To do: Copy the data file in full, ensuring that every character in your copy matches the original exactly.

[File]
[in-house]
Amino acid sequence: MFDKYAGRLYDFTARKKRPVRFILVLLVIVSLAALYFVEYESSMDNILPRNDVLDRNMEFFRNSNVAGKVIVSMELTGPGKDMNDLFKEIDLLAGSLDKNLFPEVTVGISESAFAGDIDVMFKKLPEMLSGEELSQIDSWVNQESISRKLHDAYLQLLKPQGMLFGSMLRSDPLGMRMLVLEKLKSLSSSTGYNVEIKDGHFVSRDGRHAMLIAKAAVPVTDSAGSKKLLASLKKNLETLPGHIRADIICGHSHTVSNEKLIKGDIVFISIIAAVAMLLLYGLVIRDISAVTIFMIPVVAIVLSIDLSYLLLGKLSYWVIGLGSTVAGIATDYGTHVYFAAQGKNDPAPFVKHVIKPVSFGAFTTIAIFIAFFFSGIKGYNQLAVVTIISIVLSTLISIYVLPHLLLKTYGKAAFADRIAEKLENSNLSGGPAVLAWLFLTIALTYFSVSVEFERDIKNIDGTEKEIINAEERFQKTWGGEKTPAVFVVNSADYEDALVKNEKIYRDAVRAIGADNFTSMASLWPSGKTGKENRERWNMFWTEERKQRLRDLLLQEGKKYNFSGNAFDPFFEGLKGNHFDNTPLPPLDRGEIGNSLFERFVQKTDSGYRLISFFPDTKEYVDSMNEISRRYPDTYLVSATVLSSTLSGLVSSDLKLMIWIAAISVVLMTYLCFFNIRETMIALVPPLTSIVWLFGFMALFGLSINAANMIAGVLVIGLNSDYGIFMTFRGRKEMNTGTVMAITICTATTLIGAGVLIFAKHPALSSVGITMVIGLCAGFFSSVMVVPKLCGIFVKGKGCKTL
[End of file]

[in-house]
Amino acid sequence: MFDKYAGRLYDFTARKKRPVRFILVLLVIVSLAALYFVEYESSMDNILPRNDVLDRNMEFFRNSNVAGKVIVSMELTGPGKDMNDLFKEIDLLAGSLDKNLFPEVTVGISESAFAGDIDVMFKKLPEMLSGEELSQIDSWVNQESISRKLHDAYLQLLKPQGMLFGSMLRSDPLGMRMLVLEKLKSLSSSTGYNVEIKDGHFVSRDGRHAMLIAKAAVPVTDSAGSKKLLASLKKNLETLPGHIRADIICGHSHTVSNEKLIKGDIVFISIIAAVAMLLLYGLVIRDISAVTIFMIPVVAIVLSIDLSYLLLGKLSYWVIGLGSTVAGIATDYGTHVYFAAQGKNDPAPFVKHVIKPVSFGAFTTIAIFIAFFFSGIKGYNQLAVVTIISIVLSTLISIYVLPHLLLKTYGKAAFADRIAEKLENSNLSGGPAVLAWLFLTIALTYFSVSVEFERDIKNIDGTEKEIINAEERFQKTWGGEKTPAVFVVNSADYEDALVKNEKIYRDAVRAIGADNFTSMASLWPSGKTGKENRERWNMFWTEERKQRLRDLLLQEGKKYNFSGNAFDPFFEGLKGNHFDNTPLPPLDRGEIGNSLFERFVQKTDSGYRLISFFPDTKEYVDSMNEISRRYPDTYLVSATVLSSTLSGLVSSDLKLMIWIAAISVVLMTYLCFFNIRETMIALVPPLTSIVWLFGFMALFGLSINAANMIAGVLVIGLNSDYGIFMTFRGRKEMNTGTVMAITICTATTLIGAGVLIFAKHPALSSVGITMVIGLCAGFFSSVMVVPKLCGIFVKGKGCKTL